The horses were restless, pawing the ground in the relentless heat. A shimmering haze hung over the desert, taunting the waiting riders and their thirsty steeds with the promise of water. In the distance, a pall of dust obscured the fighting. But the dust cloud was crawling aimlessly, not flying forward. It was obvious that the attack had failed – just as two previous attempts on nearby Gaza had been pushed back.
People had been fighting over this oasis on the edge of the desert for nearly 4000 years. The Book of Genesis in the Bible’s Old Testament mentions this place as a place of dispute. Abraham’s argument with Abimelech over who had rights to the water was settled with an oath and seven ewes there at the wells of Beersheba.
Now, on 31 October 1917, another history-making moment had arrived. Australian troops had ridden their horses to just outside the Turkish-held stronghold of Beersheba. Still recovering from the devastating defeat of Gallipoli, they were keen to fight the Turks on a new battleground.
Henry (known as Harry) Chauvel was in charge of the Australian troops. Under his command were 34,000 horsemen and cameleers from various parts of the British Empire as well as France and Italy. This is thought to be the largest group of mounted troops since those of Alexander the Great, over 2000 years earlier.
Early in the day, a bombardment and an attack by the British forces began the battle, then the New Zealand troops fought tenaciously to remove the Turks from their heavily fortified stronghold, aiming also to weaken the threat of their machine guns and snipers. These victories made way for the troops to charge on Beersheba.
It was late in the day, but Chauvel, the first Australian to rise to Lieutenant-General within the British forces, thought there was still a chance to take Beersheba. With only one hour of daylight left he ordered the Australian Light Horse regiments to charge.
In they went. Just 800 of them. They tore across the dusty plains so swiftly that gunners defending their stronghold in the town kept overshooting and missing the charging horsemen. The attacking force overwhelmed the surprised defenders.
Only thirty-one Australian horsemen were killed and 36 wounded in this remarkable victory. The Turkish army, however, suffered heavy casualties, with many hundreds dead and wounded as well as 700–1000 more who surrendered and were taken as prisoners of war.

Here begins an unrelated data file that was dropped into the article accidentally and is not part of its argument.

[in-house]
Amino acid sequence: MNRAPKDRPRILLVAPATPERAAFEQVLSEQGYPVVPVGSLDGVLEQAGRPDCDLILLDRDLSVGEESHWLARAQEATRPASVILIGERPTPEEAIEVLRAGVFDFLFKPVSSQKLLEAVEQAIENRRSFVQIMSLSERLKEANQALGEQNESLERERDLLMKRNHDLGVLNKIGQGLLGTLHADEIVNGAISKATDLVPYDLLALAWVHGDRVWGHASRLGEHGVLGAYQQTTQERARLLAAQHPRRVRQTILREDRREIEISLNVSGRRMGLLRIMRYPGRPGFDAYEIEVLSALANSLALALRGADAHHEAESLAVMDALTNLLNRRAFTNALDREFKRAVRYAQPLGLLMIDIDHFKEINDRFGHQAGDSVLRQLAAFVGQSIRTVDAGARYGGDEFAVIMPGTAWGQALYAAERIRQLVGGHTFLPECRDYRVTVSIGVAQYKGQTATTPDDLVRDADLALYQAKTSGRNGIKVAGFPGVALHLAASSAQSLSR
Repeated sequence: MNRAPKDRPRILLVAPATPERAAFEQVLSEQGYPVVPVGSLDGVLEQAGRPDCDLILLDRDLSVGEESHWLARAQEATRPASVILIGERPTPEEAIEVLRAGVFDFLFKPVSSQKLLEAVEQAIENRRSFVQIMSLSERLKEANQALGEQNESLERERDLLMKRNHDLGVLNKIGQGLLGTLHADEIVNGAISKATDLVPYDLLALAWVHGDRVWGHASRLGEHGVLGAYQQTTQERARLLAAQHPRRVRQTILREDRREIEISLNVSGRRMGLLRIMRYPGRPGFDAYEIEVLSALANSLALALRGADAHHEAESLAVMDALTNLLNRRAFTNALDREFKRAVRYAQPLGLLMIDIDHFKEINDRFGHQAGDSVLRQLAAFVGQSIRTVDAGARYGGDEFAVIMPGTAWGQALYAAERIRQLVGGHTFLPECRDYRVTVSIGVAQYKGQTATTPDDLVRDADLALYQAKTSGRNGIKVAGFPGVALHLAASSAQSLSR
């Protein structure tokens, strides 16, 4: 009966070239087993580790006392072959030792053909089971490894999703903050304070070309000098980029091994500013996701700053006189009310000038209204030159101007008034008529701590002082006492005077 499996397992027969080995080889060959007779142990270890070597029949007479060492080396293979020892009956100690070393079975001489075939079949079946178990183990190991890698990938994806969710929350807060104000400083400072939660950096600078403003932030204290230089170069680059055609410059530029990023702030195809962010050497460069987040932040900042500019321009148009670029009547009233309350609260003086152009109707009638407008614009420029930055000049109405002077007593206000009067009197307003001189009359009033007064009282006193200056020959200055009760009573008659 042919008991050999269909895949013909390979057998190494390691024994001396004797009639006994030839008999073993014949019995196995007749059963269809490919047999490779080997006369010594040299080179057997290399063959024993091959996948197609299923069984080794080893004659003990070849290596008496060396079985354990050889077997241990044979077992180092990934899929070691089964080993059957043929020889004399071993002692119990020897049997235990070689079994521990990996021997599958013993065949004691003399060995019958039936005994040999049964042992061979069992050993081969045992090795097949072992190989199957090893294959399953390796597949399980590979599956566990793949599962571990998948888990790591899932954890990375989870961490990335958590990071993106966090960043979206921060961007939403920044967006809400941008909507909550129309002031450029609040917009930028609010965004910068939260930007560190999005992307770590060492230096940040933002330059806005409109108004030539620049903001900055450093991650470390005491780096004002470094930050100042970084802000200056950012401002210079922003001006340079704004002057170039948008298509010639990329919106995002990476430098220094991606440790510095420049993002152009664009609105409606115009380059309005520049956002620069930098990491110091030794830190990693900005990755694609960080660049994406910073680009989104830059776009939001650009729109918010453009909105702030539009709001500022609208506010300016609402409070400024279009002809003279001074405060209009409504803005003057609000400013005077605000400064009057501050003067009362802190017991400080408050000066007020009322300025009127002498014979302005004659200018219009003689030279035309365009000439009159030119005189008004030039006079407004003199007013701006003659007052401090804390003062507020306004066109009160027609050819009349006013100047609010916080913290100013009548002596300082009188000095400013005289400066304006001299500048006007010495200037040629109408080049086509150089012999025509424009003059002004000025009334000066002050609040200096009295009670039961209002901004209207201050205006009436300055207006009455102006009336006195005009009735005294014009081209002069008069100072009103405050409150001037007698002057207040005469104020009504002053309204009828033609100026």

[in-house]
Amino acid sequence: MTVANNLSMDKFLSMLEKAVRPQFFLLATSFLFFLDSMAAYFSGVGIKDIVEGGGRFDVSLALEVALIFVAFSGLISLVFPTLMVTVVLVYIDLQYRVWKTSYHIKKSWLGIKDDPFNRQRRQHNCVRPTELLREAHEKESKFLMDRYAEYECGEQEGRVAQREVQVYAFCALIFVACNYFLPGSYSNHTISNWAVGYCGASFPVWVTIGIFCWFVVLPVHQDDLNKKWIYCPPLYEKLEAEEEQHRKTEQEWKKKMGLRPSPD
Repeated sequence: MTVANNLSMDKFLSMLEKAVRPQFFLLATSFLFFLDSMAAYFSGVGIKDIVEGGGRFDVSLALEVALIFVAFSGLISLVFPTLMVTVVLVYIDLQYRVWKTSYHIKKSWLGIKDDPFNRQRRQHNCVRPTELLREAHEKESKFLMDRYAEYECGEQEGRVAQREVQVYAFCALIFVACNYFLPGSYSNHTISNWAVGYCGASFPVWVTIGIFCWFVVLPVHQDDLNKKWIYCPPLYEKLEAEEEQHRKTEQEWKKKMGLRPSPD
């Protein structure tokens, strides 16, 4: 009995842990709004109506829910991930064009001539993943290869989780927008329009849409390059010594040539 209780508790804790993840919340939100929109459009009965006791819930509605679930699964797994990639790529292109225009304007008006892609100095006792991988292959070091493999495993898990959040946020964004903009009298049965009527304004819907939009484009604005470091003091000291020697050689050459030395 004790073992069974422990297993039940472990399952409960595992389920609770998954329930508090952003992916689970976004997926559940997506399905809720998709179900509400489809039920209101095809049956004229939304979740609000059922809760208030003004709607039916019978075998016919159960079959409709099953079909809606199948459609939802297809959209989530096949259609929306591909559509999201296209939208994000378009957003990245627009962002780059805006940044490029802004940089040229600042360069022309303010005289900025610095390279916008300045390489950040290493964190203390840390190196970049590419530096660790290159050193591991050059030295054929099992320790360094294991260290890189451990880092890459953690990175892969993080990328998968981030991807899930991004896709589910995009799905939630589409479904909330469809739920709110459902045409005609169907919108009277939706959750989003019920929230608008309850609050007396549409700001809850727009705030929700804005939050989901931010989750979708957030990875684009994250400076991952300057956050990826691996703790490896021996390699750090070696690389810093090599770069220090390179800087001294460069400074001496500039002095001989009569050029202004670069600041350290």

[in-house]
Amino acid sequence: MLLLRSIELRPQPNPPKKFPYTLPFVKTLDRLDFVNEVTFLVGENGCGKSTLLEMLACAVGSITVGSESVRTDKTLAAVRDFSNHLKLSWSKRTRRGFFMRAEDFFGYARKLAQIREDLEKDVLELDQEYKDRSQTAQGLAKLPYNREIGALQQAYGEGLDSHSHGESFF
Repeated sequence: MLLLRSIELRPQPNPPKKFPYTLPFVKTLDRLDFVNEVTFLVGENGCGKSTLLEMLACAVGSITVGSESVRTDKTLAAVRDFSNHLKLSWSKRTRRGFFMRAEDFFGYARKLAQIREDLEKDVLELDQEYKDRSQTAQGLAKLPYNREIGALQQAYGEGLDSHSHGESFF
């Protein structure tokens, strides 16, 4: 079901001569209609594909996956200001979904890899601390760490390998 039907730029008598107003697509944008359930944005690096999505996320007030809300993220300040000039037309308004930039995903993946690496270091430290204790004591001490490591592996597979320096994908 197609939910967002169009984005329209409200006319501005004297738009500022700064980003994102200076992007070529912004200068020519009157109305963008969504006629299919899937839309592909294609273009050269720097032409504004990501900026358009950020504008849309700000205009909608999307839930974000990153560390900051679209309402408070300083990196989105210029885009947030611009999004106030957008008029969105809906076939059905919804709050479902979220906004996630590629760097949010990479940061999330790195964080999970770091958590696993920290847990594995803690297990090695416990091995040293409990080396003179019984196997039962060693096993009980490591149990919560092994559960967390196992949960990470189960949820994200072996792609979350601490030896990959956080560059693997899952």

Chauvel and his troops who took Beersheba were aware of the historical and biblical significance of this place still called by the name Abraham had given it thousands of years earlier. Shortly afterwards, the ANZACs were also involved in taking the city of Jerusalem from the enemies. In his scrapbook, Chauvel wrote the word Prophetic under a photo of Jerusalem, referring to the fact that people like Jeremiah and Amos in Old Testament times had prophesied (or foretold) that God would bring his people back to their land.
What had happened to remove the Jewish people from Jerusalem in the first place? God’s people had been scattered. The Roman Emperor Hadrian, back in the first century, had ordered Jerusalem to be destroyed. Christians and Jews were forbidden to enter the city on pain of death. The city had been under Muslim rule since the seventh century.
Yet God had promised in the Bible to return his chosen people to their own land.
According to an article in the Jerusalem Post on 29 October 2007, ‘… the Australian victory in 1917 set in train some remarkable events – the liberation of Jerusalem, the fall of the Ottoman Empire, the British Mandate in Palestine and ultimately the establishment of the State of Israel.’ The same article highlights a little-known fact: the timing of the Light Horse charge on Beersheba at 4:30 pm appears to have coincided with a historic decision made in London to support the establishment of the State of Israel (which would make it possible for Jewish people to live back in the land that God had given them, where they had historically had their home before being scattered for centuries). Although not officially made public until three days later, it seems that this decision was made at the same hour as the attack on Beersheba, on 31 October 1917.
Harry Chauvel’s Christian faith was strong. During all of his military campaigns and battles, he carried a copy of the Bible and read it regularly. His Bible – bound with wooden covers and decorated with illustrations made from an artist’s engravings – provided him with inspiration in difficult times and a sense of God’s care for his people throughout history. His family treasures this Bible to this day.
Written by Graham McDonald.
Resources and Further Reading:
The Holy Bible, New International Version (NIV), Genesis 21:22–31; Jeremiah 30:1–4; Amos 9:14–15
Jill Curry, Victory! Beersheba 100th Anniversary, 2016